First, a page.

Cybercrime: What drives digital crime?
Cybercrime is an umbrella term for illegal criminal activity that's either initiated or takes place directly on the internet.
In today's highly digitized landscape, it's now increasingly possible for less sophisticated attackers to carry out advanced attacks. With ransomware-as-a-service and malware-as-a-service freely available on the Dark Web, just about any criminal can take advantage of partially or fully automated cyberattacks.
The cyberattack spectrum ranges from phishing campaigns, ransomware attacks, DDoS attacks, and more.
Since the advent of the internet, we've had cybercrime. One of the most famous hackers in the early 1990s was Kevin Mitnick. Sentenced to several years in prison for repeatedly penetrating sensitive networks, he now works as an IT security expert supporting both enterprises and government agencies.
However, over the last three decades, cybercrime has changed significantly. While hacking was driven mainly by boredom in the early days of the internet, it's now transformed into big business. For example, according to Chainalysis, crypto-ransomware payments in the first quarter of 2021 added up to $81 million.
What are the leading types of cyberattacks?
Botnet attacks are increasingly common. Botnets consist of thousands of networked robots which are automated to initiate predefined tasks or attacks.
Botnets are essentially malware and operate without the user's knowledge on hijacked laptops, servers, and any device connected to the internet. This means that these attacks also target devices like IP cameras, smart TVs, network printers, and more.
Collectively, these botnets are powerful. They carry out credential stuffing attacks and DDoS attacks.
Distributed Denial of Service or DDoS attacks is one of the most common attack vectors in the current threat landscape. They essentially cause a distributed service blockage to crash digital processes with a flood of requests.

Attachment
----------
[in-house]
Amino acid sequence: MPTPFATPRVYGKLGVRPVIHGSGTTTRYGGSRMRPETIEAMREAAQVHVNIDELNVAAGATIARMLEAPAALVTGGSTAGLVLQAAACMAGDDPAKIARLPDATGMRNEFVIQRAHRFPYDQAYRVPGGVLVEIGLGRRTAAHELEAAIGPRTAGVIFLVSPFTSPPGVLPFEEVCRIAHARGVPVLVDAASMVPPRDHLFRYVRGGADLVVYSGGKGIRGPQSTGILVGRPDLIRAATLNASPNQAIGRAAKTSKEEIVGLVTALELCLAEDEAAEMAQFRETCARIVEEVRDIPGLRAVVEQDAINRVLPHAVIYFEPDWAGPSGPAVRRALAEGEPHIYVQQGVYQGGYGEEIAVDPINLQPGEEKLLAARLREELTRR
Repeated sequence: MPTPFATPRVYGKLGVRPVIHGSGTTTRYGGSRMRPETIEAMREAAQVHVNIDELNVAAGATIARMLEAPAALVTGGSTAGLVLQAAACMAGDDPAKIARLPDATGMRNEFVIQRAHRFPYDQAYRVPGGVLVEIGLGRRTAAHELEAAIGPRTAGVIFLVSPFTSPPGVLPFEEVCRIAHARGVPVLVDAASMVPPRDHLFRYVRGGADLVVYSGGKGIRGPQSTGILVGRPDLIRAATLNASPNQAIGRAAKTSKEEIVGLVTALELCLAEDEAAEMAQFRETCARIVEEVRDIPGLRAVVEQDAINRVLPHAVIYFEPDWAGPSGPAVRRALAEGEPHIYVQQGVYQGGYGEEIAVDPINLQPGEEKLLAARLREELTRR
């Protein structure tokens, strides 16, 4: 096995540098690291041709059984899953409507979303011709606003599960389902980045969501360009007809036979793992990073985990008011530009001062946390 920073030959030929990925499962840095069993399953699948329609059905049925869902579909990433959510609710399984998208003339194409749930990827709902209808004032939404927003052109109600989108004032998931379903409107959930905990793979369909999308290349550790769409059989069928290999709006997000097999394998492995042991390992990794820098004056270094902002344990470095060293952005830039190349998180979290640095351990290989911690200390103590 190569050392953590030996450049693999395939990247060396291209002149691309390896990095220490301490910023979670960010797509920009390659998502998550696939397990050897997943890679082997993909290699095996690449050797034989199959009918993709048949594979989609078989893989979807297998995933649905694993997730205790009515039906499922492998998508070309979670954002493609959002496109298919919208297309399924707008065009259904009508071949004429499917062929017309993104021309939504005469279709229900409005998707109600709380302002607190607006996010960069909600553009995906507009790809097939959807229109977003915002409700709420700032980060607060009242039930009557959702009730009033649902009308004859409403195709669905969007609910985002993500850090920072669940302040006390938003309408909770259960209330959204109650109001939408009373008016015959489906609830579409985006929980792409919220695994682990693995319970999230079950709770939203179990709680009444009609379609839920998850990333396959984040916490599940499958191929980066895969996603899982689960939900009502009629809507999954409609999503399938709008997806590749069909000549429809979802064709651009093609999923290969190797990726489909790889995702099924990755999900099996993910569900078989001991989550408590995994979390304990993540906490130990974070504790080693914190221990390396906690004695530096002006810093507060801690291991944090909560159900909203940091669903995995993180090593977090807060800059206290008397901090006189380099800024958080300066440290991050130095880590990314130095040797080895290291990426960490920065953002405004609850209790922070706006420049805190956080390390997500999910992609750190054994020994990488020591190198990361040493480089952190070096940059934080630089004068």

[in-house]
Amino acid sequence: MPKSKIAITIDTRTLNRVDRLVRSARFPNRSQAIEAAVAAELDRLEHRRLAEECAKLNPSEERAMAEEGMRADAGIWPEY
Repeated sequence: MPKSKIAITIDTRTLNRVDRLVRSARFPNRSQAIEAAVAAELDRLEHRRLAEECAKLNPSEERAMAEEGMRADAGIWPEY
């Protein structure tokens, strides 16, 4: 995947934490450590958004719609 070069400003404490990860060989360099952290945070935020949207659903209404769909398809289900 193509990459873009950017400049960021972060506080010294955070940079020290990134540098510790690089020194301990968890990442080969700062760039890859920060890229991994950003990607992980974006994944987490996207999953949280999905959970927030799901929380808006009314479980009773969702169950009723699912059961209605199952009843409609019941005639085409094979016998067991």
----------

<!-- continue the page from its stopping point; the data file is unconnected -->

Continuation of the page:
Cybercriminals usually set up trojans within distributed botnets and use them as weapons. An advanced DDoS attack can bring down unprotected websites and servers for several hours or even several days.
Criminals often spread malware through spam emails on a massive scale. In this scenario, the attacks include cross-site scripting and manipulated links to spread malware.
This approach helps threat actors exploit potential vulnerabilities in enterprise infrastructure. Once installed, malware is used for several different purposes. Sometimes they can just lie there unnoticed, collecting sensitive data. Other times, they are activated to take over your whole infrastructure remotely.
Social engineering attacks like phishing are as old as internet crime itself. But they are just as effective today and used extensively to steal login information. This data is then used to engage in identity theft or sold for profit on the Dark Web.
The most common phishing campaigns target credentials for online banking and payment services. Hackers usually send out mass spam emails with links to lure unassuming users to fake banking websites (that look like the real ones). Whenever the URL structure seems almost identical to the actual domain address, it's known as a homograph attack.
Malware tasked with extorting ransom payments is known as ransomware. These trojans often go unnoticed in the background encrypting valuable files. Unfortunately, by the time the victim becomes aware of this nefarious activity, it's too late as the infrastructure is hijacked and the data is already encrypted.
Hackers hold organizations of all sizes as digital hostages for ransom payment. However, even after payment, there have been many cases where the victim didn't receive the hackers' decryption keys.
So, the key drivers of cybercrime can be any or all of the following:
- Chaos and instability
- Getting a competitive advantage
- Monetary gain
How can businesses protect themselves?
To successfully fight against threat actors, businesses must always follow cybersecurity best practices. However, what's best for your company depends on the size, environment, and more. Regulatory compliance requirements also come into play here.
Today, several businesses move internal processes and workloads to the cloud to ensure robust security, real-time monitoring, and efficient management. For example, our customers partner with us to access cloud security protocols, military-grade encryption, and ethical hacking services.